Finally playing two long-postponed games, the Colorado Springs nine failed to score a single run during 18 innings, playing both LandCo and the USOC at Imaginary Field in downtown Colorado Springs.
While most pundits gave the nod to the powerful USOC team, the Springs had been expected to dispose of LandCo fairly easily. Since the last meeting between the two, LandCo had been riven by internal disputes, and by the off-field problems of star pitcher Ray Marshall.
Long suspected of throwing spitters, Marshall was both feared and despised by both opponents and former teammates. Rumors have swirled around Marshall for months, as anonymous accusers have alleged that he conspired with Colorado Springs manager Lionel Rivera to fix games, and even bet on the results through secret bank accounts. As a result of these allegations, which are reportedly under investigation by Commissioner Dan May, it was though that Marshall’s career had come to a sad and ignominious end.
Neither Marshall nor Rivera have commented on the allegations, although some of their teammates have publicly supported each man. Recent additions Steve Long and John Stinar, both acquired in mid-season to shore up the top of LandCo’s batting order, have been Marshall’s biggest fans and most valuable teammates, coming with game-winning hits and sparkling defensive plays.
Eagerly anticipated by fans of all three teams, the two end-of-season games would decisively affect the standings in both leagues. Two teams would advance to the playoffs-and one would stay home.
LandCo’s Marshall took the mound against a visibly overconfident Colorado Springs team. The leadoff batter, player/manager Rivera, was caught looking at a called third strike, as Marshall threw one of his famous sinkers. Rivera protested bitterly to umpire Mike Moran, but to no avail. Moran pronounced the ball clean, as Marshall smirked at his one-time teammate from the Class D Monument Mudlarks.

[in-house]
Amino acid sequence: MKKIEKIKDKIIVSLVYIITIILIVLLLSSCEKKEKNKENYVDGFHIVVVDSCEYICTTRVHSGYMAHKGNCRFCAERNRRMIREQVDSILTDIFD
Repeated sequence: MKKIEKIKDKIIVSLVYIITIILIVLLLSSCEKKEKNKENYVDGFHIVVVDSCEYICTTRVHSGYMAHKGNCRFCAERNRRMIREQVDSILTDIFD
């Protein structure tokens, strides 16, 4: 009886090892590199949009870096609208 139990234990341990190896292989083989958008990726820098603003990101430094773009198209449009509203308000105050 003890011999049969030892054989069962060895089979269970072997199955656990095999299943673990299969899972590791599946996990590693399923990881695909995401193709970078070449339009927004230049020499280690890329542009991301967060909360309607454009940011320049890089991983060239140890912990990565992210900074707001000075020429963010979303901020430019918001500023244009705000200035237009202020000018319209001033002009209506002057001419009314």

Subsequent batters fared no better. Cleanup hitter Mike Anderson seemed to lack bat speed, as he failed to connect on three straight swings. First basewoman Pat Kelly fared no better, hitting a weak grounder back to the mound, which Marshall contemptuously tossed underhanded to first base for the out.
Final score: LandCo two free & clear floors in a downtown building, Colorado Springs zero.
While Marshall, Longand their LandCo teammates celebrated, the Springs had to take the field immediately against the USOC’s fearsome lineup.
Some observers predicted that the USOC’s frequent lineup changes had created a team that, although talented, didn’t have the cunning or guile to defeat the city. That wasn’t the case.
To the surprise of many observers, Rivera had let the trading deadline pass without acquiring any new players. Perhaps, as seasoned sports observer John Whitten claimed, that’s because no one wanted any of the players whom Rivera had repeatedly tried to trade. Fireballing lefty Tom Gallagher has been in the manager’s doghouse for months, and seems certain to leave the team when his contract is up. Kelly, Larry Small, and Randy Purvis are veterans at the end of their careers, and promising youngsters such as Bernie Herpin need a few more years in the league to realize their potential.
Rookie pitcher Stephanie Streeter, in her first appearance in Colorado Springs, utterly overpowered the hometown boys (and girls), throwing a dazzling array of fastballs, tightly-breaking curves, and a particularly devastating splitter to silence Springs batters.
Rivera, who has been criticized for staying with the same lineup throughout the season, stuck to Anderson, Kellyand Scott Hente at the top of the lineup, inserting himself into the cleanup spot.
“That’s an incomprehensible decision” said seasoned baseball observer Freddie W., who proudly wears his own World Series ring, “Rivera can’t hit, he can’t run, and he can’t even see the curveball, let alone hit it. He should leave the game, and get a job at a bank.”
Final score: USOC 53 million, Colorado Springs zero.
It’s about what we expected,” said Streeter, “we came here expecting to score 53 million or so, so we’re happy with the outcome.”
After the game, Rivera and his players dodged the press, scheduling an end-of-season press conference at 4 p.m.